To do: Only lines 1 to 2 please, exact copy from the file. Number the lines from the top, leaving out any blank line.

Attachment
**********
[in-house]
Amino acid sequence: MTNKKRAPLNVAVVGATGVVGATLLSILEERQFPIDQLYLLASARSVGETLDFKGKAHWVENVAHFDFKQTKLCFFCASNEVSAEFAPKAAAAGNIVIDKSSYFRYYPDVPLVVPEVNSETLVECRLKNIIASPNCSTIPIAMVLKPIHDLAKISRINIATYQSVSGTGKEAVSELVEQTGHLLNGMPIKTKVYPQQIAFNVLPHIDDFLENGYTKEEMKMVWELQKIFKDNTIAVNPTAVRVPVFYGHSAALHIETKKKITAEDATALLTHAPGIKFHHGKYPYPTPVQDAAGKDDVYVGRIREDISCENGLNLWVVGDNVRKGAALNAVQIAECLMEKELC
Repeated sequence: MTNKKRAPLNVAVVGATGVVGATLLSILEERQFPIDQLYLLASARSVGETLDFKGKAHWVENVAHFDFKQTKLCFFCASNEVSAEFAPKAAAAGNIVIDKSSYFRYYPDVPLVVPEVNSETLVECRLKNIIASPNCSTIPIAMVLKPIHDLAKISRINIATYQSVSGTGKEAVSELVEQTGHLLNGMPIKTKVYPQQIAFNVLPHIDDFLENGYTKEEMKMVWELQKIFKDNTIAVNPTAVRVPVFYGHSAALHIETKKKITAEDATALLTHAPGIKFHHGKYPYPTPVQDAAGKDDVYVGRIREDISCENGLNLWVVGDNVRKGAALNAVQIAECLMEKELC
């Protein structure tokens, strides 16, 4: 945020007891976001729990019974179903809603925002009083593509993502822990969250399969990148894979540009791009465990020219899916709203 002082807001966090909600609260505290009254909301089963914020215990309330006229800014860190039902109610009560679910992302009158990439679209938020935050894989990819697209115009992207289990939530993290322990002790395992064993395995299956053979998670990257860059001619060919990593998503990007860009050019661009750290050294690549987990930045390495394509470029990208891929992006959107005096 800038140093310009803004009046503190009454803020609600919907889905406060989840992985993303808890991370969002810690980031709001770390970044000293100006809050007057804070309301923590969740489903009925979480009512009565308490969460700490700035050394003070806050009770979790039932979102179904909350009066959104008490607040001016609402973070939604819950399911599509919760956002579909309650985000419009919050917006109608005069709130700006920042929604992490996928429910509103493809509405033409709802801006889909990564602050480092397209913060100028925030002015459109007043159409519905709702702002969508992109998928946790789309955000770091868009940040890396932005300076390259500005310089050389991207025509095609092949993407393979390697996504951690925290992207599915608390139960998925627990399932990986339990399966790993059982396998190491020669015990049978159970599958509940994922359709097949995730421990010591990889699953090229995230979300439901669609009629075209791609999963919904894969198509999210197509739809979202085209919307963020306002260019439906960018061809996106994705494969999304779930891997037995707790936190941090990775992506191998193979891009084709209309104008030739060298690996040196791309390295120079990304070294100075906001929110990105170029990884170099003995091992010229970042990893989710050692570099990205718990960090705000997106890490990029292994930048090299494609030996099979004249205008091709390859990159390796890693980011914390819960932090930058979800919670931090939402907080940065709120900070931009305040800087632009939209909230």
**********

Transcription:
[in-house]
Amino acid sequence: MTNKKRAPLNVAVVGATGVVGATLLSILEERQFPIDQLYLLASARSVGETLDFKGKAHWVENVAHFDFKQTKLCFFCASNEVSAEFAPKAAAAGNIVIDKSSYFRYYPDVPLVVPEVNSETLVECRLKNIIASPNCSTIPIAMVLKPIHDLAKISRINIATYQSVSGTGKEAVSELVEQTGHLLNGMPIKTKVYPQQIAFNVLPHIDDFLENGYTKEEMKMVWELQKIFKDNTIAVNPTAVRVPVFYGHSAALHIETKKKITAEDATALLTHAPGIKFHHGKYPYPTPVQDAAGKDDVYVGRIREDISCENGLNLWVVGDNVRKGAALNAVQIAECLMEKELC